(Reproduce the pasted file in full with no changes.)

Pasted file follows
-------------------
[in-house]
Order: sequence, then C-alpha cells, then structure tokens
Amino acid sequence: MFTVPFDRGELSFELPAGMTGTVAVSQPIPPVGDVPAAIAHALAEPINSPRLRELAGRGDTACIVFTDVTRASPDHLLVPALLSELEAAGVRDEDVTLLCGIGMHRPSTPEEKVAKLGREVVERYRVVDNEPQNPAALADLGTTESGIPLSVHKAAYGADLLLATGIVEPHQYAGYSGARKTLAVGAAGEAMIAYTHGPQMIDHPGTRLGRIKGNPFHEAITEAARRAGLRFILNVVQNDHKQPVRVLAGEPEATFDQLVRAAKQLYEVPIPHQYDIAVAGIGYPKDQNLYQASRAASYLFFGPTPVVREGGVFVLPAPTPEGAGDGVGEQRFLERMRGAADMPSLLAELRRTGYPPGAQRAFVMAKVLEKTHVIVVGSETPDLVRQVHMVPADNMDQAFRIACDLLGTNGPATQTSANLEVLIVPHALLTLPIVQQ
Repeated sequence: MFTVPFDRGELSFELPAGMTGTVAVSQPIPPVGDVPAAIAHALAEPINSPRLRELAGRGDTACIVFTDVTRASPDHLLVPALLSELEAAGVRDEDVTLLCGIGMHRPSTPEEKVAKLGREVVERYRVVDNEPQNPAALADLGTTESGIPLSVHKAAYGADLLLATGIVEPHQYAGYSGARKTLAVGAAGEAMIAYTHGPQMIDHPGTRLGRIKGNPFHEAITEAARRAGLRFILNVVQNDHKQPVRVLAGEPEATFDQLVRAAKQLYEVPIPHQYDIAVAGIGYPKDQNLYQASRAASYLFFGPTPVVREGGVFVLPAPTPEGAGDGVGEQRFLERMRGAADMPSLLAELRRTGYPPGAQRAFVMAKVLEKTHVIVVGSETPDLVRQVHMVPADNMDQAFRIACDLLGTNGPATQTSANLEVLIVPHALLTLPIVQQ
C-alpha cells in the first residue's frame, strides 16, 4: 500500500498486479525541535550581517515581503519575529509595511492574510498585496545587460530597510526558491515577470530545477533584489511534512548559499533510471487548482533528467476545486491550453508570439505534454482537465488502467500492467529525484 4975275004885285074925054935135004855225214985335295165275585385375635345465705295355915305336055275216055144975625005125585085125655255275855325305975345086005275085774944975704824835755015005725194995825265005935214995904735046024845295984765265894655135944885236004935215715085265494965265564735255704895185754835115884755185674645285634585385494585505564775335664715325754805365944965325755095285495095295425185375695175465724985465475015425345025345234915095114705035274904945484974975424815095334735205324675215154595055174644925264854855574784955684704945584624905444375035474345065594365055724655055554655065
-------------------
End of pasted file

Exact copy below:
[in-house]
Order: sequence, then C-alpha cells, then structure tokens
Amino acid sequence: MFTVPFDRGELSFELPAGMTGTVAVSQPIPPVGDVPAAIAHALAEPINSPRLRELAGRGDTACIVFTDVTRASPDHLLVPALLSELEAAGVRDEDVTLLCGIGMHRPSTPEEKVAKLGREVVERYRVVDNEPQNPAALADLGTTESGIPLSVHKAAYGADLLLATGIVEPHQYAGYSGARKTLAVGAAGEAMIAYTHGPQMIDHPGTRLGRIKGNPFHEAITEAARRAGLRFILNVVQNDHKQPVRVLAGEPEATFDQLVRAAKQLYEVPIPHQYDIAVAGIGYPKDQNLYQASRAASYLFFGPTPVVREGGVFVLPAPTPEGAGDGVGEQRFLERMRGAADMPSLLAELRRTGYPPGAQRAFVMAKVLEKTHVIVVGSETPDLVRQVHMVPADNMDQAFRIACDLLGTNGPATQTSANLEVLIVPHALLTLPIVQQ
Repeated sequence: MFTVPFDRGELSFELPAGMTGTVAVSQPIPPVGDVPAAIAHALAEPINSPRLRELAGRGDTACIVFTDVTRASPDHLLVPALLSELEAAGVRDEDVTLLCGIGMHRPSTPEEKVAKLGREVVERYRVVDNEPQNPAALADLGTTESGIPLSVHKAAYGADLLLATGIVEPHQYAGYSGARKTLAVGAAGEAMIAYTHGPQMIDHPGTRLGRIKGNPFHEAITEAARRAGLRFILNVVQNDHKQPVRVLAGEPEATFDQLVRAAKQLYEVPIPHQYDIAVAGIGYPKDQNLYQASRAASYLFFGPTPVVREGGVFVLPAPTPEGAGDGVGEQRFLERMRGAADMPSLLAELRRTGYPPGAQRAFVMAKVLEKTHVIVVGSETPDLVRQVHMVPADNMDQAFRIACDLLGTNGPATQTSANLEVLIVPHALLTLPIVQQ
C-alpha cells in the first residue's frame, strides 16, 4: 500500500498486479525541535550581517515581503519575529509595511492574510498585496545587460530597510526558491515577470530545477533584489511534512548559499533510471487548482533528467476545486491550453508570439505534454482537465488502467500492467529525484 4975275004885285074925054935135004855225214985335295165275585385375635345465705295355915305336055275216055144975625005125585085125655255275855325305975345086005275085774944975704824835755015005725194995825265005935214995904735046024845295984765265894655135944885236004935215715085265494965265564735255704895185754835115884755185674645285634585385494585505564775335664715325754805365944965325755095285495095295425185375695175465724985465475015425345025345234915095114705035274904945484974975424815095334735205324675215154595055174644925264854855574784955684704945584624905444375035474345065594365055724655055554655065